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Science and Engineering Ethics

, Volume 25, Issue 1, pp 113–128 | Cite as

Obstacles to Widening Biosample Research

  • Flora ColledgeEmail author
  • Jakob Passweg
  • Bernice ElgerEmail author
Original Paper
  • 83 Downloads

Abstract

Switzerland has an excellent culture of medical research and is a melting pot for medical experts with international expertise. Nevertheless, as in other countries, the resources available to medical researchers are not being fully used. Biological samples, which enable a host of medical research studies to be carried out without invasive methods involving patients, are frequently left unused or forgotten. The aim of this study is to examine the experiences of biobank stakeholders regarding the use or underuse of biosamples, in order to develop paths to optimize biosample research. Interviews were carried out with 36 biobank stakeholders in Switzerland concerning their experiences with biosample use, and the possible obstacles at each stage of the process. Interviews revealed that standard operating procedures were the most frequently cited obstacle, although these were not judged to be severe hindrances. Despite a stated desire to develop biosample research, skepticism of sharing networks and wariness of new partnerships were strong themes. Biobanking still functions as an emerging field, in which exchange practices have yet to be established at the national and international levels. Sample exchange continues to function largely based on personal contacts; while this is an inherent feature of competitive medical research, opportunities for large-scale studies may be lost due to excessive caution.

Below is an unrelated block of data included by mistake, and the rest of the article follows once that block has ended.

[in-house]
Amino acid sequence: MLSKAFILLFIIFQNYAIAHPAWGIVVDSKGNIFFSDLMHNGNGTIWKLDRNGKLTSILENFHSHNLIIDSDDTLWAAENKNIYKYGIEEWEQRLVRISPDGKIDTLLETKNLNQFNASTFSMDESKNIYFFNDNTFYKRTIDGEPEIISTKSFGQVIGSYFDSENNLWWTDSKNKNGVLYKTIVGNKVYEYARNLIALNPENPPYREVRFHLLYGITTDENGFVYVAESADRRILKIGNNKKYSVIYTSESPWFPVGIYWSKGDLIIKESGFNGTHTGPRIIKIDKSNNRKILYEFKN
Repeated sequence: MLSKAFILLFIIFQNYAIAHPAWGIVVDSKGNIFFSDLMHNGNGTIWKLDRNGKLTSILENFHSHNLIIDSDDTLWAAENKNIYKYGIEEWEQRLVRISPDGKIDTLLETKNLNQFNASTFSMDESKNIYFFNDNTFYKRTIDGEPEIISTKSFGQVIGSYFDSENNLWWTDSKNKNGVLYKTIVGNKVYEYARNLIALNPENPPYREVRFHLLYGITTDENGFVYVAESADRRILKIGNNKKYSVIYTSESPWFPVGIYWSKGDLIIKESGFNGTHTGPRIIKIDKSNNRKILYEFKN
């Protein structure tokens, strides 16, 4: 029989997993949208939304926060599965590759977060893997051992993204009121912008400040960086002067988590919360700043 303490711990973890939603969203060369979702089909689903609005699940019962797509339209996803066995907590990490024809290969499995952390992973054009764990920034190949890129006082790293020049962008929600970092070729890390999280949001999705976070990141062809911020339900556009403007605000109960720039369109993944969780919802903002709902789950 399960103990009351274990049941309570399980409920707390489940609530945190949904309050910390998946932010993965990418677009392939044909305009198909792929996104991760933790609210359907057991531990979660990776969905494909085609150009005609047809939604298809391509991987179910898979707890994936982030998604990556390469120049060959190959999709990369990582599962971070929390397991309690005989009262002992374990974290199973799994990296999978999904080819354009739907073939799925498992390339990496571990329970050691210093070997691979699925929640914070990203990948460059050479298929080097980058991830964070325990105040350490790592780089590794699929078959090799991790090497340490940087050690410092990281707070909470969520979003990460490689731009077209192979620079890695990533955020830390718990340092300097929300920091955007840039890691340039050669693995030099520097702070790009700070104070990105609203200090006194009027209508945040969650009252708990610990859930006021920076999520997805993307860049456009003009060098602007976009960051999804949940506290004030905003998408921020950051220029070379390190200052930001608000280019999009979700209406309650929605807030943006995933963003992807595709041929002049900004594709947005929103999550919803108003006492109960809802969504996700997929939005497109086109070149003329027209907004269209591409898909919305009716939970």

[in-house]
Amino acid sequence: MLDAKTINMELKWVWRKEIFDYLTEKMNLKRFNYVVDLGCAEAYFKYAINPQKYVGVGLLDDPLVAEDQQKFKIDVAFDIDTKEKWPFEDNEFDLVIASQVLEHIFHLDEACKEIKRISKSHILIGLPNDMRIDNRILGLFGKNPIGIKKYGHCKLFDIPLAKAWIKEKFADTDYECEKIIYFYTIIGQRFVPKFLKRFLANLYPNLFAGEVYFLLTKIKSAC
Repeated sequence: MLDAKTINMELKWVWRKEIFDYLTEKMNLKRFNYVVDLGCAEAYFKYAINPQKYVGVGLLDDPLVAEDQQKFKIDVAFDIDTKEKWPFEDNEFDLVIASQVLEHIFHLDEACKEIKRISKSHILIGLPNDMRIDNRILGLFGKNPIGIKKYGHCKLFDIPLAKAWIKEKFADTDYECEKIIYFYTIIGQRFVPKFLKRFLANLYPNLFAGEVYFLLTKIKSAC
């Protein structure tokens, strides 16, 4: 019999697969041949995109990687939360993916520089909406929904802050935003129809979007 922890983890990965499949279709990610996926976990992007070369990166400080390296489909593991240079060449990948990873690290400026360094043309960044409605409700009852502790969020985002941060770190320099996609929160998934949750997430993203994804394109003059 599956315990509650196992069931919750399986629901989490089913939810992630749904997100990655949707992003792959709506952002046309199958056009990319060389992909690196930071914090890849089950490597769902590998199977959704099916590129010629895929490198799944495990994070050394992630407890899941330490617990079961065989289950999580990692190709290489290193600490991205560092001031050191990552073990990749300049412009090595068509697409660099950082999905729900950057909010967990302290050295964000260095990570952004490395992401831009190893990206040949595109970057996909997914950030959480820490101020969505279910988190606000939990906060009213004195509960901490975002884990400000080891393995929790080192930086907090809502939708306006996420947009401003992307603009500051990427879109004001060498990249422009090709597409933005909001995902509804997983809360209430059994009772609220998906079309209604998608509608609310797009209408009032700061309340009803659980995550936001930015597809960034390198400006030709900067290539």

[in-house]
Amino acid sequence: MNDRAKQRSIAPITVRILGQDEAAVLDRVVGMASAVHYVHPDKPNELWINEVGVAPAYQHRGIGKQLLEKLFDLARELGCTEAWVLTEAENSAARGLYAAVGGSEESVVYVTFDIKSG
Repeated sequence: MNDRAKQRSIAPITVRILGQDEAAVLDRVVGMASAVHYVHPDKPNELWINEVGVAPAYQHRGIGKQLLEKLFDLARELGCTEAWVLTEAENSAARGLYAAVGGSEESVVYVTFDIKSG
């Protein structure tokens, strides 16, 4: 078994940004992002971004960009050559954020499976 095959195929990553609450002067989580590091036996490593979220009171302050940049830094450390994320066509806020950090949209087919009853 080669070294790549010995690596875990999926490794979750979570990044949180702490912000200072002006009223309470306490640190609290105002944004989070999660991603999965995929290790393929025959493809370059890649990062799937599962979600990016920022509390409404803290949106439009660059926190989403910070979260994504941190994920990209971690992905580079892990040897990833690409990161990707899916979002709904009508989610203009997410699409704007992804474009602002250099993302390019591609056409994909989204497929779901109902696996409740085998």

Keywords

Biobank Biosample Collaboration Sharing 

Notes

Acknowledgements

The authors would like to acknowledge the contribution of Heidi Howard, who developed the interview guide, supervised the data collection, and assisted with the coding; David Shaw, who assisted in developing codes and data analysis; and Kirsten Persson, who also give input into coding and evolution of the project. Flora Colledge’s doctoral research was funded in part by the Käthe-Zingg-Schwichtenberg Fonds of the Swiss Academy of Medical Science.

Compliance with Ethical Standards

Conflict of interest

None.

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Copyright information

© Springer Science+Business Media B.V. 2017

Authors and Affiliations

  1. 1.Department of Sport, Exercise and HealthUniversity of BaselBaselSwitzerland
  2. 2.Hematology ClinicUniversity Hospital of BaselBaselSwitzerland
  3. 3.Institute for Biomedical EthicsUniversity of BaselBaselSwitzerland

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